'SECTION 171 makes no distinction between a suit or legal proceeding decided by the Court itself or by some other Court. In the present case the appellant's claim for rent was, by consent of parties, decided by the Company Court itself. It will be assumed that the leave of the Court was implicit so far as the proceeding in this Court was concerned. But no such implied leave can be inferred for the initiation of the execution proceedings in the court of the District Judge. Before the execution proceedings could be instituted, leave of the Company Court was necessary under S. 171. The object of S. 171 is to vest the control of all suits or legal proceedings against a company under liquidation in the Court in which creditors of the Company may not be deprived of their just dues upon a pro rata distribution, by one creditor taking away the whole or a portion of the assets of the Company, without submitting himself to the pro rata distribution. After the passing of the order of winding up or of the appointment of the provisional liquidator, all the property and effects of the Company are deemed to be in the custody of the Court as from the date of the order of winding up of the Company S. 178(2) and the Official Liquidator is directed to take into custody or in his control all such property for the purposes of winding up. It would be very anomalous thereforee if the property and effects of the Company which is being wound up by the Court are to be taken away without leave of the Court by a claimant who does not come forward to prove his claim in the winding up. The law, thereforee, provides that all suits or legal proceedings shall not be commenced or proceeded with against the Company except by leave of the Court in which winding up proceedings are pending. Section 171 does, thereforee, apply even to the order of the Court which is sought to be enforced not by a petition in the winding up but by instituting execution proceedings in some other Court. It is immaterial in such cases that the claim or debt which is the subject-matter of the suit or other legal proceeding came into existence after the date of winding up. '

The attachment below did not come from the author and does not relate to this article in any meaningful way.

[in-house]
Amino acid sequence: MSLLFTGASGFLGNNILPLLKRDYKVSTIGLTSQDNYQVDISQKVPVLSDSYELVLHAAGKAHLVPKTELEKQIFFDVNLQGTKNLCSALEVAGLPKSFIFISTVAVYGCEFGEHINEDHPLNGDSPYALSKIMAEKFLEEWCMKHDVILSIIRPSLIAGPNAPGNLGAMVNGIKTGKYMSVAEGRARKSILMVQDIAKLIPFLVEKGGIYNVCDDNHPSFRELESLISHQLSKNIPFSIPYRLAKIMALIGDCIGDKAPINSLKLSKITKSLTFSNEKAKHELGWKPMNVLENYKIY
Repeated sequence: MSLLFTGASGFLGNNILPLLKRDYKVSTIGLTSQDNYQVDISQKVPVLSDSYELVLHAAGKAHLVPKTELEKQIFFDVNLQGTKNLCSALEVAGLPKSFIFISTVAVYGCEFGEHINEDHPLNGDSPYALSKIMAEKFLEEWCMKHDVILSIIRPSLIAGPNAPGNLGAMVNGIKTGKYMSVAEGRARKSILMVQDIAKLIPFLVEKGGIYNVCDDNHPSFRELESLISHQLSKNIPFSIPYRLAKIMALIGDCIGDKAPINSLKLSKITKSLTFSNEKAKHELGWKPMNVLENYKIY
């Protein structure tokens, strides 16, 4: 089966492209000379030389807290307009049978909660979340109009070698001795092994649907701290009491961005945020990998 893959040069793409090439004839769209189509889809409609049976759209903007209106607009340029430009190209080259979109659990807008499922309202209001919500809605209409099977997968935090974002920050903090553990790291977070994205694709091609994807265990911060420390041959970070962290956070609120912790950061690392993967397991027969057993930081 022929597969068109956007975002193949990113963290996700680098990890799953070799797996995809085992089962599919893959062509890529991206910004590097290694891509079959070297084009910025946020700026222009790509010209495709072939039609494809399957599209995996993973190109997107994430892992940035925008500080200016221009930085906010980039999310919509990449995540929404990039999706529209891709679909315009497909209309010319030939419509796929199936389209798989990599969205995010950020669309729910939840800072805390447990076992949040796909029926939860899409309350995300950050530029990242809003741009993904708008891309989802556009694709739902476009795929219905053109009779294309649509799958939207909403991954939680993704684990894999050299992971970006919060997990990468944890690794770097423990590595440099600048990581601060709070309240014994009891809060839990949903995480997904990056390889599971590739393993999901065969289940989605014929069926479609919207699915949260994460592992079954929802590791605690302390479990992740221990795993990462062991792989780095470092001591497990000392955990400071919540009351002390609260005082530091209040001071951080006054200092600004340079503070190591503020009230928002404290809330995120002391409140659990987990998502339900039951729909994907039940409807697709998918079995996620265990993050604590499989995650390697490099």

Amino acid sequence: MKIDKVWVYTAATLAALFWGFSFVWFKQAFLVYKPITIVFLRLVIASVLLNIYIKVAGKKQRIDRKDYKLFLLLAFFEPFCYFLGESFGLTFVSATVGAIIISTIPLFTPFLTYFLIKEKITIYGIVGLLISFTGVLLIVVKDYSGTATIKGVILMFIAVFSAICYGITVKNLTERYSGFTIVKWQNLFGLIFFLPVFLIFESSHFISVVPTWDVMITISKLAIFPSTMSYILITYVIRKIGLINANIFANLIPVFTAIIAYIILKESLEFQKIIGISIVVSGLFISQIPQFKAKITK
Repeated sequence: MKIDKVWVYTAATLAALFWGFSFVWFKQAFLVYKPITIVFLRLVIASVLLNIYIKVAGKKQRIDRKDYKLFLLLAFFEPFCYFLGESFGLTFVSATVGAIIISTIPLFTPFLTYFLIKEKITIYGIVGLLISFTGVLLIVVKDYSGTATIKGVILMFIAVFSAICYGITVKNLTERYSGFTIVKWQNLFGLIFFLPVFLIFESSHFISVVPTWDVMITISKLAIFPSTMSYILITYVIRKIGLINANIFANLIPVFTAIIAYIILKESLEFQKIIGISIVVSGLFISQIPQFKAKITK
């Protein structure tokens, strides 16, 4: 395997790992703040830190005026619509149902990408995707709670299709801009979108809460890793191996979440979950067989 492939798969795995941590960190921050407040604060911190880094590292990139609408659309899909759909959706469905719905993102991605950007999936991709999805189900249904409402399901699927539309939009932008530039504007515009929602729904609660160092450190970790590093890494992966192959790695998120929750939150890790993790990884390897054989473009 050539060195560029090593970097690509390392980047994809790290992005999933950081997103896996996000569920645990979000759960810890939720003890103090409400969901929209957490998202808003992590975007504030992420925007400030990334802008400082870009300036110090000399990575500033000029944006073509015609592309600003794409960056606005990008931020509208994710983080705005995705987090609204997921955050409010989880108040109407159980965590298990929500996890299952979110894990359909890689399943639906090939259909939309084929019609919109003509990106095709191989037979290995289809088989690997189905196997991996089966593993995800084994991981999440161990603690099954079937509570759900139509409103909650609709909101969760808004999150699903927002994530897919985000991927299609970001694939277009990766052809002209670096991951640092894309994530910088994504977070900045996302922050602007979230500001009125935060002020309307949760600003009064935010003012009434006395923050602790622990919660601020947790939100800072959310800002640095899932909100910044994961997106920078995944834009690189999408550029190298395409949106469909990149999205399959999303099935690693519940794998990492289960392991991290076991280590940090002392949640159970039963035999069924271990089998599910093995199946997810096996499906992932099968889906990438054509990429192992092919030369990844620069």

(3) The present petition filed on behalf of the Official Liquidator of the Company, however, invokes Section 537 of the Companies Act, 1956. This section has nothing to do with Section 446 of the Companies Act. In fact it is a new section and no provision similar to this was available in the Companies Act, 1913. Under the Act of 1913 a sale held without leave of the Court was voidable at the option of the official liquidator. Under the present statute Section 537 makes such a sale void. This provision in terms also provides that any attachment, distress or execution put in force without leave of the Court shall be void. Admittedly, no leave was obtained in this case to move the execution application or effect attachment of the judgment-debtor's property. It is obvious from the scheme of the Act that the legislature had enacted this provision to safeguard the interest of the creditors and contributories of a company so that no fraudulent transaction takes place. Jt is also obvious that a decree-holder of a money decree must rank with other unsecured creditors and share pro rata in the distribution of the assets of the company to all the unsecured creditors, when a winding up order has been made it relates back to the date of the presentation of the winding up petition and the property of the company vests in the Court. No one can be permitted to take that property from the Court without first obtaining leave to do so. The very fact that though leave contemplated by section 446 may be granted for a suit yet an attachment made without leave is to be void shows that leave obtained for the continuation of a suit will not ensure for moving an execution application or affecting attachment. I, thereforee, hold that the attachment effected in pursuance of this Court's order dated 12th November, 1968 is void and dismiss the execution application moved by the decree-holder as incompetent having been filed without complying with the provisions of section 446 of the Companies Act, 1956. In the circumstances of the case I leave the parties to bear their own costs.